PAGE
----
Monday, 27 August 2012

I feel that Shetland is best approached by sea on one of the daily ferries from Aberdeen. When we first started to go up in the 1980's we traveled on the St Clair , in 2002 Northlink took over and started running the Hjaltland and Hrossay ferries. However in July 2012, the Serco Group took over running the service.
                                          St Clair

With the possibility of seeing, various seabirds as well as dolphins and whales, ferry travelling  is the best introduction to the Northern Isles. It may be 340 km from Aberdeen and take 12 hours overnight,  but the slow approach as it glides up the east coast of Shetland gives you time to absorb the landscape and feel the wind in your face, a feature that you will have to get used to.

It not all plane sailing, we did travel up on the St Clair in a force 9 gale one year , and I have seen YouTube videos where people were unable to stand up in very rough conditions. But if you decided to go by plane you have to contend with the fog and many a time people have been transferred to the ferry as there was no hint that the fog would lift from Sumburgh airport.

The sea has to be respected and many a ship have been broken by the force of the storm. This one going down the day before we arrived in 2011. The coastguard is very busy in Shetland and well supported by the islanders, with a yearly gala held both in Lerwick and Aith to raise funds

The sea rules the way of life to all living in Shetland, many depend on the sea for a living, seabirds dependent on the sea for food and with no area being more than three miles from the sea, daily life is governed by the sea & weather and not by materialistic items as it is further south.

As 15 islands are inhabited, the inter island ferry is an important link and a great way to get to see the different islands, some of which are no longer supported by plane.

Thursday, 16 August 2012

Having just completed an illustrated talk on the History of Shetland this morning to the Crosspool Probus Group, I have just received two more requests for the same talk next year. This time by the Gleadless Valley History Group and the Fox valley Probus Group both in Sheffield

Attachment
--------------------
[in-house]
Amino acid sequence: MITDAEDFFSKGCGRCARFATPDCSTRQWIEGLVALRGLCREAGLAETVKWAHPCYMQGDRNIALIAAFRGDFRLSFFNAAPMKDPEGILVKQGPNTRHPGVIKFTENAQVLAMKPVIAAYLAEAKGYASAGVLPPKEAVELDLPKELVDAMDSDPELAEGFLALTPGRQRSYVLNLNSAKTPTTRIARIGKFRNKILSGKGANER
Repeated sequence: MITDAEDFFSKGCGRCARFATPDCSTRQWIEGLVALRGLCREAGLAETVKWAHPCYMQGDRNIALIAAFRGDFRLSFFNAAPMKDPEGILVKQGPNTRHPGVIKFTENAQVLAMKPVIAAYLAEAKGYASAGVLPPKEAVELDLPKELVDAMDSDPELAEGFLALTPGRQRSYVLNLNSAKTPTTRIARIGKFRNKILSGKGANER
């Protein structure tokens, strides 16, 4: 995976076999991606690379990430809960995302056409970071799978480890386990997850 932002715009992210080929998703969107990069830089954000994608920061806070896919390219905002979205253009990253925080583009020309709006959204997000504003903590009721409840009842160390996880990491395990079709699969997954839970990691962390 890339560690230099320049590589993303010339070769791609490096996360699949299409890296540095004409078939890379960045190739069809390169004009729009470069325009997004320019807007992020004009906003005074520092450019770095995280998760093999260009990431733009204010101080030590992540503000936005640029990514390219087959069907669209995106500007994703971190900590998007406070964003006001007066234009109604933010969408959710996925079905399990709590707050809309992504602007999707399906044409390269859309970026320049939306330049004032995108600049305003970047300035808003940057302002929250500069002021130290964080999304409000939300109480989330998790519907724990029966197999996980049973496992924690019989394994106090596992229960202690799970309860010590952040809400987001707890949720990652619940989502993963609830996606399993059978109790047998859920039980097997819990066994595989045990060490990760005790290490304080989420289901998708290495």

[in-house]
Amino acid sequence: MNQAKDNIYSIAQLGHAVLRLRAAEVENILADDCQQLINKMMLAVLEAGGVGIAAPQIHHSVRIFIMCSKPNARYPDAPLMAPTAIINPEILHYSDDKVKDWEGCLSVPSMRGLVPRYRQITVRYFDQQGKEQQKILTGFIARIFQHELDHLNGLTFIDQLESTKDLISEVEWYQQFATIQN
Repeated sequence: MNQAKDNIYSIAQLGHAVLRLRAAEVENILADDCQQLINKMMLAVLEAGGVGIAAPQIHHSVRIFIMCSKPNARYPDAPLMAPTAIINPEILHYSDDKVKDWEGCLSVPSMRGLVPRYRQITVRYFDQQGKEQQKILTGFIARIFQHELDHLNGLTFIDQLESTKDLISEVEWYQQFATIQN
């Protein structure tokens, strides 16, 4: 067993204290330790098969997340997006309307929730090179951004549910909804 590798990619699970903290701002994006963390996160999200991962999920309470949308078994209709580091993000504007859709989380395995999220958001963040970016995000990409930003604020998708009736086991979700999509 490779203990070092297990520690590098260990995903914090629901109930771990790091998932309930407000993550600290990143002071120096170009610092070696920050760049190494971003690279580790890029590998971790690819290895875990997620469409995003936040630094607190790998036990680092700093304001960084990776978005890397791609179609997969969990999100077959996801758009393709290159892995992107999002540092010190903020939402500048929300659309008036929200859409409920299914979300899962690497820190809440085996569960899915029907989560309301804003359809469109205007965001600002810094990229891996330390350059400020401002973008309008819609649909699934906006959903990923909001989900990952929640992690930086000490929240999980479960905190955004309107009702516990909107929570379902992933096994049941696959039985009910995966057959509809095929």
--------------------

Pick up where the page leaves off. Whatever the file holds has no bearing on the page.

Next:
Top: Clickhimin Broch
Bottom: Mousa Broch

Tuesday, 14 August 2012

Friday, 10 August 2012

Shetland Butterflies are never very numerous. The Large White is the only breeding species in the isles, but this is in decline.

The number of butterfly species in the world is about 15, 000 with around 55 resident in the UK. In Shetland only 14 species have been recorded, most of these only once. With the cool wet climate, Shetland is never likely to have an abundant insect population. Butterflies do not fly in the rain making it impossible to reach food plant.

Almost three quarters of the UK butterfly species have declined in the last 10 years. This has been a very wet Summer in England, making it the worst breeding season for butterflies in the last 25 years.

Shetland does however have migrant butterflies, and it always amazes me that such a delicate thing can fly such long distances.Here are a few -

Red Admiral
This butterfly, a long distance migrant from southern Europe is recorded annually, some years they are very numerous. You may be able to find these June - August in Shetland.

Painted Lady
Found most years but normally scarcer than the above species. Again a migrant from North Africa

Small Tortoiseshell
Very small numbers recorded each year in the isles. This is one species that has been declining around Sheffield with very few seen over the past 5 years.

Only occasionally seen in Shetland , usually in August

Amazingly two very rare butterflies have been seen this far north

Camberwell Beauty
Last recorded at Hermaness in 1992, with 10 records in total

Has occurred twice in 1994 and 1995, these being the only two records from Scotland.

Whether its butterflies, birds or flowers any records are important, not just of rare species which tend to form the bulk of records submitted, but the more common species which are always under recorded. I would therefore encourage everyone to submit records, even casual ones to the county recorder. Don't leave it to someone else !!